Written By: Richard E. Robbins
Draft Date: January 21, 2009
Category: Jury's Out
OMFG IT'S THE LAST ONE. Breathe, Travis, breathe!
TV shows (and movies) about journalism are hard. They're about intrepid reporters after a story. After the truth. Uncovering the truth. The audience has to follow an investigative process that, end of the day, is about a scoop. Not necessarily solving a murder or curing a disease. The stakes, general wisdom goes, are just lower when your show is about reporters instead of cops or doctors... and that's a big reason why there aren't any shows right now about reporters.
Inside the Box does an admirable job trying to add that ingredient - stakes - by setting itself firmly in the world of politics and following a set of reporters for the Washington bureau of NNC (gee, what could that possibly be alluding to?) It's a world of scandals, world leaders, and of policy. Of course, it's all fictional but I'm sure that won't stop ItB from doing its own swine flu-esque episode or a story about a Republican senator switching parties, just to pull a couple gems from today's news circuit. The trick, of course, will be to make each story reflective of the personal lives of various members of the news crew.
The main character of ItB is Catharine Powell. She runs things. She is whip-smart and hard-nosed, and has a fantasy of what journalism ought to be able. She cares. And she's passed over for the position of Washington Bureau Chief in favor of Kenneth Donnegan, formerly of the BBC, because he "brings the sizzle." Of course, journalistically, Catherine hates him because he turned Newsnight into Inside Edition, and personally because she's worked too damn hard, dammit! She'll suck it up, though, and be part of his team. It even turns out that Kenneth isn't the soft/junk-news guy she gives him credit for.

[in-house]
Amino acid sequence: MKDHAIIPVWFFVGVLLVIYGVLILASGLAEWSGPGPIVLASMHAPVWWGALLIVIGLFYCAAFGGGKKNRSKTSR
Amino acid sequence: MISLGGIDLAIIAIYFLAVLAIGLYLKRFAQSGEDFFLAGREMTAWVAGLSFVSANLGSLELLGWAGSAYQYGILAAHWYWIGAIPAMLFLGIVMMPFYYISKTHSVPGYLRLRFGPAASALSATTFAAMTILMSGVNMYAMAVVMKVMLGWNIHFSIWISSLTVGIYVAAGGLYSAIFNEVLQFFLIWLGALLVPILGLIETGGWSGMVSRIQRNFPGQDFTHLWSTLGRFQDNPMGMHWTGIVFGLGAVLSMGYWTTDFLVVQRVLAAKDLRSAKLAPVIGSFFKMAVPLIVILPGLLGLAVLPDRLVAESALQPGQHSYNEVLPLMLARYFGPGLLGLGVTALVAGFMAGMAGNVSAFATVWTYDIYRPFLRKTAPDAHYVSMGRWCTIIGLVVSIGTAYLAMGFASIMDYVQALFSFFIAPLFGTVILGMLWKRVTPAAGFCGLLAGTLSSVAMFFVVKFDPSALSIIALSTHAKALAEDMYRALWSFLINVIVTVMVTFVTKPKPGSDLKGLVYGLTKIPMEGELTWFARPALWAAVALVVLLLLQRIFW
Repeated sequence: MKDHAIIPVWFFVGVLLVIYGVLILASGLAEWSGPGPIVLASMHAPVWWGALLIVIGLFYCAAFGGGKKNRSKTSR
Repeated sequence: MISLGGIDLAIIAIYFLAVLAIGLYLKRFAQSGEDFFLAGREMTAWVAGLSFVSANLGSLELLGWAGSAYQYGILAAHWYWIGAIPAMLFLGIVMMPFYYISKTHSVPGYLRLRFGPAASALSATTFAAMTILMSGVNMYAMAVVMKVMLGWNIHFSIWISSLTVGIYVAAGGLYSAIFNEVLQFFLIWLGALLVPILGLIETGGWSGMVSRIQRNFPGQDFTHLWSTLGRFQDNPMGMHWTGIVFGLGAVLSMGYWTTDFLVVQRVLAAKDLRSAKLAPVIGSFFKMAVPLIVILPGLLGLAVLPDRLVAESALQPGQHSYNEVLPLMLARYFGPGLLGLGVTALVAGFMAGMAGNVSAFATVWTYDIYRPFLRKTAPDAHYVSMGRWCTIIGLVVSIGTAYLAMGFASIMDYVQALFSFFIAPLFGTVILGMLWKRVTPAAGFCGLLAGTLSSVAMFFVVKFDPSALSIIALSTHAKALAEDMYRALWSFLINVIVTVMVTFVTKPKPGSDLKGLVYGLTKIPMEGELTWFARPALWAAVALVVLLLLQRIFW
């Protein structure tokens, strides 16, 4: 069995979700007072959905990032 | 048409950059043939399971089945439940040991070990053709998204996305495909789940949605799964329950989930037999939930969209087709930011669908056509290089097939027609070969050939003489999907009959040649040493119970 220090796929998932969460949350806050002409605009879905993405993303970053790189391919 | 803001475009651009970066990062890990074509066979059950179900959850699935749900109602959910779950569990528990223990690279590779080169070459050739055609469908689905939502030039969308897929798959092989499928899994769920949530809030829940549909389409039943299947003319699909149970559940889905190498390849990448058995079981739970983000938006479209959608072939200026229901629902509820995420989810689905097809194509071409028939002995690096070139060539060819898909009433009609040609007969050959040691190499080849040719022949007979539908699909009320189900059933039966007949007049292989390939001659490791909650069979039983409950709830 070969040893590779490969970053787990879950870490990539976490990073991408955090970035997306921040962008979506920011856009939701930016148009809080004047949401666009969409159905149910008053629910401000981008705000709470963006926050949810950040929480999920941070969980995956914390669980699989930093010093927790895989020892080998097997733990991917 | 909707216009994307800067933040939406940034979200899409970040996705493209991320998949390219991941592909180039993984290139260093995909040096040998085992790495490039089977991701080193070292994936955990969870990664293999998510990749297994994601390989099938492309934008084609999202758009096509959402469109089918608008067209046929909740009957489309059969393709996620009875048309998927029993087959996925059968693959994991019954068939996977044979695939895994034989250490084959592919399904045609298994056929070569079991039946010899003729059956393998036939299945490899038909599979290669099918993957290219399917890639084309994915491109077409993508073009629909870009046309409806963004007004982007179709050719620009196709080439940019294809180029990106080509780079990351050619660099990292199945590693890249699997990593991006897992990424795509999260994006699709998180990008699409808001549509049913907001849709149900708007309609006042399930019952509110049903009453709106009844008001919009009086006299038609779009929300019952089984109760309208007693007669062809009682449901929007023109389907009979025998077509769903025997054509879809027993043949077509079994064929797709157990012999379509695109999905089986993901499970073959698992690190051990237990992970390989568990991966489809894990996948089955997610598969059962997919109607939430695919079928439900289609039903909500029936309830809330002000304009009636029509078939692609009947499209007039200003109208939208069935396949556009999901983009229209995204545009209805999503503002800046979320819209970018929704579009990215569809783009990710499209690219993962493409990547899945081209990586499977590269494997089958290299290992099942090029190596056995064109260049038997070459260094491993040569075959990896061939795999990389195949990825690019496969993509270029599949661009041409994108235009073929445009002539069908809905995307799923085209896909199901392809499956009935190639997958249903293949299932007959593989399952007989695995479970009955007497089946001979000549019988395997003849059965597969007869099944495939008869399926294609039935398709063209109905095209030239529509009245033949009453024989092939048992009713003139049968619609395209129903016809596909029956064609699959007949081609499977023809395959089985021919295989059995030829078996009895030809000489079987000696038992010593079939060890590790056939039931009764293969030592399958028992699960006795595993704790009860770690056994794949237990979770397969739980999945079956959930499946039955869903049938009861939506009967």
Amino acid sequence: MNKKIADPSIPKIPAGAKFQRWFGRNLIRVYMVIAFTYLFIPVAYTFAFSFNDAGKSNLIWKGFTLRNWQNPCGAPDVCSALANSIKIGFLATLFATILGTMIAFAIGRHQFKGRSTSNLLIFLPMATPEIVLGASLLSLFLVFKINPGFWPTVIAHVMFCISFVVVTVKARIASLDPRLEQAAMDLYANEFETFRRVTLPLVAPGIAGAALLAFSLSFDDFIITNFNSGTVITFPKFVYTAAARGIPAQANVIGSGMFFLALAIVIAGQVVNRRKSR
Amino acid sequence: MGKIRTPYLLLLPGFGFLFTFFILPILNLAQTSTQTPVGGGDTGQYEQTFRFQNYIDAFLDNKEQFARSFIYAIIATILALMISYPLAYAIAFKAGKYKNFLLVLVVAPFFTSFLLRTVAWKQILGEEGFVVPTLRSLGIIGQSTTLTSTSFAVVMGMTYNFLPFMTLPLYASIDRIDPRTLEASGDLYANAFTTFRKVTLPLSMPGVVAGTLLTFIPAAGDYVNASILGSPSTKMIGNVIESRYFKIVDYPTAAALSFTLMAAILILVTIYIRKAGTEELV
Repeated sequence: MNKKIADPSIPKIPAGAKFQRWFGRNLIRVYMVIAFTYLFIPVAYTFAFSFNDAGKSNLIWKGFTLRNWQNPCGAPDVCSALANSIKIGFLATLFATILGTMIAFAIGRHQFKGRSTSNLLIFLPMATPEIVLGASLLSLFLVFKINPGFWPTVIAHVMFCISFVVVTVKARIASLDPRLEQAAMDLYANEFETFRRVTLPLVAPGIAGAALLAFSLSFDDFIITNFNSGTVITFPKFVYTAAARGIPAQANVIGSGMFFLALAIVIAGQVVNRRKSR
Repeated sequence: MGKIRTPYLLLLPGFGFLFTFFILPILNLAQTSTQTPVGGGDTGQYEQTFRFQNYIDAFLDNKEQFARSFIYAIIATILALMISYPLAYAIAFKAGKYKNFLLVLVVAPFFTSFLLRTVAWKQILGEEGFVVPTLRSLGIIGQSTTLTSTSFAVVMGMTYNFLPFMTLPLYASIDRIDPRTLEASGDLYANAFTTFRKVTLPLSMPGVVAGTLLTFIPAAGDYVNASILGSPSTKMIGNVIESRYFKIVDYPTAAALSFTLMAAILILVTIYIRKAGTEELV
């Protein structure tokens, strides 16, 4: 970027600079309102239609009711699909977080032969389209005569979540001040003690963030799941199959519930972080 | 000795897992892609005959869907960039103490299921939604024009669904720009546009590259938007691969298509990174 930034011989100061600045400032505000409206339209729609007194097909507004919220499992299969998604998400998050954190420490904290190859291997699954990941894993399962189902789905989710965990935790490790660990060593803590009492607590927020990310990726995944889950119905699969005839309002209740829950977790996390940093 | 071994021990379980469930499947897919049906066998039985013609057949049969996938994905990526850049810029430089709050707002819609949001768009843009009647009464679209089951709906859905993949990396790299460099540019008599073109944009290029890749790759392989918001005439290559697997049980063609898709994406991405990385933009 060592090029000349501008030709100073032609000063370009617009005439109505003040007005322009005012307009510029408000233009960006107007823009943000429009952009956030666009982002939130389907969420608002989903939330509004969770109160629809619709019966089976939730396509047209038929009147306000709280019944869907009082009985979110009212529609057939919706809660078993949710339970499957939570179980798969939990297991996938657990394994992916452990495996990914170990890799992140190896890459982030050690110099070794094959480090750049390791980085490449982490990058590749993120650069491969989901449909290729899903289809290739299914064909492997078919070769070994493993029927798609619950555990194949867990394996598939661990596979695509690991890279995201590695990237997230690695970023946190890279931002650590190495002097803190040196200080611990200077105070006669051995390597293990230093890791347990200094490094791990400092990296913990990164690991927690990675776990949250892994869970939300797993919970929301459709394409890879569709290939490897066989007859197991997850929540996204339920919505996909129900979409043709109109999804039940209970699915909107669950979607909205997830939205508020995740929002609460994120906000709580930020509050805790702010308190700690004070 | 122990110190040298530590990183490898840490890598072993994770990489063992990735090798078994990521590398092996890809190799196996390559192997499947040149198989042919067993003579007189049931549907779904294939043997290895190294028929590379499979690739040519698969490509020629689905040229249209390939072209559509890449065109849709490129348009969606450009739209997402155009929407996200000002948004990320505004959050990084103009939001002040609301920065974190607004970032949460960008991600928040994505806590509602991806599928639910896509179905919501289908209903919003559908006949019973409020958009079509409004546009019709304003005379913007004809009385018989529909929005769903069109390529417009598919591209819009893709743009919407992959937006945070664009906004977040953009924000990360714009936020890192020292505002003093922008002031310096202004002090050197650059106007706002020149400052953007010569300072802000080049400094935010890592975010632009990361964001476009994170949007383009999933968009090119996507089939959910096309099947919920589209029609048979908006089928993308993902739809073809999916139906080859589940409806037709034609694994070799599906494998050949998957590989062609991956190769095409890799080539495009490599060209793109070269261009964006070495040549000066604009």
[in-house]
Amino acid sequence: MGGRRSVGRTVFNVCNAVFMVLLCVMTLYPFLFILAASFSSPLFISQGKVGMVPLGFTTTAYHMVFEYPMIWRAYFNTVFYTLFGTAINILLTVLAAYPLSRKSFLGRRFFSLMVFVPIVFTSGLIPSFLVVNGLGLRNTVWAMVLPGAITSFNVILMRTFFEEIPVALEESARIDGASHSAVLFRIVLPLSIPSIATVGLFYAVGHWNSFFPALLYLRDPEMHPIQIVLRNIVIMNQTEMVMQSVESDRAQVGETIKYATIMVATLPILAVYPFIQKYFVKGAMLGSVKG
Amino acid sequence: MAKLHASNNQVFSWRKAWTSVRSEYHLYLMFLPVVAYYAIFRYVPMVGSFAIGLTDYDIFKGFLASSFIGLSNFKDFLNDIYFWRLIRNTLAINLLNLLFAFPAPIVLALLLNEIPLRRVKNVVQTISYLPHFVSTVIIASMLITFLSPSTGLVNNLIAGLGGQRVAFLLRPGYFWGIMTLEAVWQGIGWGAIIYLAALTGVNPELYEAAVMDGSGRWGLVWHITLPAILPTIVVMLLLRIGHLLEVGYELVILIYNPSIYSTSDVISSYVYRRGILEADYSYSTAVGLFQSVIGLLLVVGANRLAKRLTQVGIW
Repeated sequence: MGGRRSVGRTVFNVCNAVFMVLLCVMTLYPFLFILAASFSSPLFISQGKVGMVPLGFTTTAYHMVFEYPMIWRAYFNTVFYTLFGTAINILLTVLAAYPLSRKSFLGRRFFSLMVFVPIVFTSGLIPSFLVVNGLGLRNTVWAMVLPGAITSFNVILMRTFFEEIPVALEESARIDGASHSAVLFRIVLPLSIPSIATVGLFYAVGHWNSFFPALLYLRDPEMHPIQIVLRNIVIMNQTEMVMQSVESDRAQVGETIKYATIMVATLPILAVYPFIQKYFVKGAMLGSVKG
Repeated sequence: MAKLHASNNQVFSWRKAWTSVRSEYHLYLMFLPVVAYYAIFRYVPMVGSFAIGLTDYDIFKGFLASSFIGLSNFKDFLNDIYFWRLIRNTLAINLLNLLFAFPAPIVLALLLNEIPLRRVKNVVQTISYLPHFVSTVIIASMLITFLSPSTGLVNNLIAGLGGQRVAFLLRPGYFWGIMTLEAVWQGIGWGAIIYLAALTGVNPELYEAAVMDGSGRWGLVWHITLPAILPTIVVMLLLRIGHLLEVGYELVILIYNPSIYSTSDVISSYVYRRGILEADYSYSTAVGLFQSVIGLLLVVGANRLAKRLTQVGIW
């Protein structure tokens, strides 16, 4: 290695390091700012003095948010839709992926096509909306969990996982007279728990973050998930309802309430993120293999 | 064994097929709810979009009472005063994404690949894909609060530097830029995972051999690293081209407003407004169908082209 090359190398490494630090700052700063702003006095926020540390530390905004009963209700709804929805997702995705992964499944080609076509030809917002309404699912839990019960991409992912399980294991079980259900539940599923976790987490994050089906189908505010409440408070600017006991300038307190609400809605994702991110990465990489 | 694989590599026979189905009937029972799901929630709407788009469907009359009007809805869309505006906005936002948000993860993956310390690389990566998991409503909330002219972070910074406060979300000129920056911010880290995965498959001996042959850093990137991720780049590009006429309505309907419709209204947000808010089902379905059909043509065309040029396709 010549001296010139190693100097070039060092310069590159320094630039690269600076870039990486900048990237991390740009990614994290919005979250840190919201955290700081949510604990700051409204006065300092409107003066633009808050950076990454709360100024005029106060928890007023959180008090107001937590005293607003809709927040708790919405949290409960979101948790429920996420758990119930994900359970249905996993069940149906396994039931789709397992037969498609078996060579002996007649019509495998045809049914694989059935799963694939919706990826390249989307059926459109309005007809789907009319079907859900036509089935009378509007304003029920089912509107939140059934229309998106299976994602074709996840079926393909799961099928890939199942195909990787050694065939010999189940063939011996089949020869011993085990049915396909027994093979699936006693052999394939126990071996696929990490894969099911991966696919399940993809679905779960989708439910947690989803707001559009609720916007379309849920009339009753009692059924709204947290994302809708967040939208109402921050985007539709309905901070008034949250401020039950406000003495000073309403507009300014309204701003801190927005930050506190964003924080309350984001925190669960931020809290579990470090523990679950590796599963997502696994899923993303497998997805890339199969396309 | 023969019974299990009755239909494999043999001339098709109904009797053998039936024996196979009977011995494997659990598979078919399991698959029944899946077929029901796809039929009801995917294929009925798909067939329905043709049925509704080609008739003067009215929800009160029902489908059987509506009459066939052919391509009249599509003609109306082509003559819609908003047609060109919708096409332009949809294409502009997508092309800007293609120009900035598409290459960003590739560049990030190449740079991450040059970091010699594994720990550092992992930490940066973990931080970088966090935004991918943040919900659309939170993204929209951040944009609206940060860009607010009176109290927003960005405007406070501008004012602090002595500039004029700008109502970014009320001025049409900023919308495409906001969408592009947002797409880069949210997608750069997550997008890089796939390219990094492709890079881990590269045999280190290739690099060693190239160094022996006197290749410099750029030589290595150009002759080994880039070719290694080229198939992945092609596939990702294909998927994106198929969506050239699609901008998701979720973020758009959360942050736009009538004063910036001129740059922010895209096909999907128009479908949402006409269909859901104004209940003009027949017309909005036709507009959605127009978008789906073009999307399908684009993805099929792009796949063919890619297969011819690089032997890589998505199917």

Other characters in and around the newsroom.
The main story being broken in the pilot is confirming the appointment of a Republican to the Supreme Court by the President. Turns out the guy as an illegitimate child. Do we break the story (ethically... should we)? Do we use it to our advantage in trying to get statements from various parties to that we can be the first to break the news that he's being confirmed? Or to nail an interview?
That, my readers, is why journalism sometimes doesn't work. The goals aren't always altruistic. It's not necessarily about breaking the story or about the fallout of the story being broken and its affect on people's lives... it's breaking the story first.
Which is why it's so important we feel for these characters and, to that end, I think the script succeeds. I think people will respond to these people, to the internal office politics, friendships, and to the relationships between everyone. We have characters at all levels of the totem pole, from Kenneth as bureau chief to Catherine, a producer, to Sam(antha), a seasoned reporter, Jake, a lower level producer, Kyle, first day on the job as White House correspondent (he's sleeping with the Press Secretary to boot), to a group of four entry-level peons (two of whom, Priya and Molly, prove themselves in the episode). It's a wide cross-section that should allow the news stories to affect multiple characters in vastly different ways.
It's not a home run. But it could be a hit.